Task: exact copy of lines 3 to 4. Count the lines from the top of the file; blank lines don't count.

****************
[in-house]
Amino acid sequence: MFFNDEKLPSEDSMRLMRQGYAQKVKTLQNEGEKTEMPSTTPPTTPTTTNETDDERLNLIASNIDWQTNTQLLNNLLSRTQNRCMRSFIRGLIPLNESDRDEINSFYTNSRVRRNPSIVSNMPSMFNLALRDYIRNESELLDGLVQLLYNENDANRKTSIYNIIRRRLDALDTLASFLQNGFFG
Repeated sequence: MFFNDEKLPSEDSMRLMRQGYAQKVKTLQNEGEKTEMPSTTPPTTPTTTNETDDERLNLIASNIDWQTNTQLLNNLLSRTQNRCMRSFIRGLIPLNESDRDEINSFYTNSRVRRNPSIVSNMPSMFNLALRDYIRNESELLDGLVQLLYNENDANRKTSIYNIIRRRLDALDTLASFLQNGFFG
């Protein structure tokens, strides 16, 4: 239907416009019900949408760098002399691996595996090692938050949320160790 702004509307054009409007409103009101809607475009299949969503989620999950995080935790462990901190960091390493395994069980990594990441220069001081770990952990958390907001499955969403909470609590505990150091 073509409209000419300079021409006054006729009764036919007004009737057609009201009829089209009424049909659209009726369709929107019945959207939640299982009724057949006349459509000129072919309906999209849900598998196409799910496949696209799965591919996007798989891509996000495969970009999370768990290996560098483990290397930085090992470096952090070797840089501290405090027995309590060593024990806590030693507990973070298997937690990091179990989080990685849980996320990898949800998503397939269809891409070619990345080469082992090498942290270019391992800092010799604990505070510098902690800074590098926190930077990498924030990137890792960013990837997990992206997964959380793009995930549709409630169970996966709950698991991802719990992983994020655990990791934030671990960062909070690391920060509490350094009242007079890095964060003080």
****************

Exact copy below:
Repeated sequence: MFFNDEKLPSEDSMRLMRQGYAQKVKTLQNEGEKTEMPSTTPPTTPTTTNETDDERLNLIASNIDWQTNTQLLNNLLSRTQNRCMRSFIRGLIPLNESDRDEINSFYTNSRVRRNPSIVSNMPSMFNLALRDYIRNESELLDGLVQLLYNENDANRKTSIYNIIRRRLDALDTLASFLQNGFFG
């Protein structure tokens, strides 16, 4: 239907416009019900949408760098002399691996595996090692938050949320160790 702004509307054009409007409103009101809607475009299949969503989620999950995080935790462990901190960091390493395994069980990594990441220069001081770990952990958390907001499955969403909470609590505990150091 073509409209000419300079021409006054006729009764036919007004009737057609009201009829089209009424049909659209009726369709929107019945959207939640299982009724057949006349459509000129072919309906999209849900598998196409799910496949696209799965591919996007798989891509996000495969970009999370768990290996560098483990290397930085090992470096952090070797840089501290405090027995309590060593024990806590030693507990973070298997937690990091179990989080990685849980996320990898949800998503397939269809891409070619990345080469082992090498942290270019391992800092010799604990505070510098902690800074590098926190930077990498924030990137890792960013990837997990992206997964959380793009995930549709409630169970996966709950698991991802719990992983994020655990990791934030671990960062909070690391920060509490350094009242007079890095964060003080």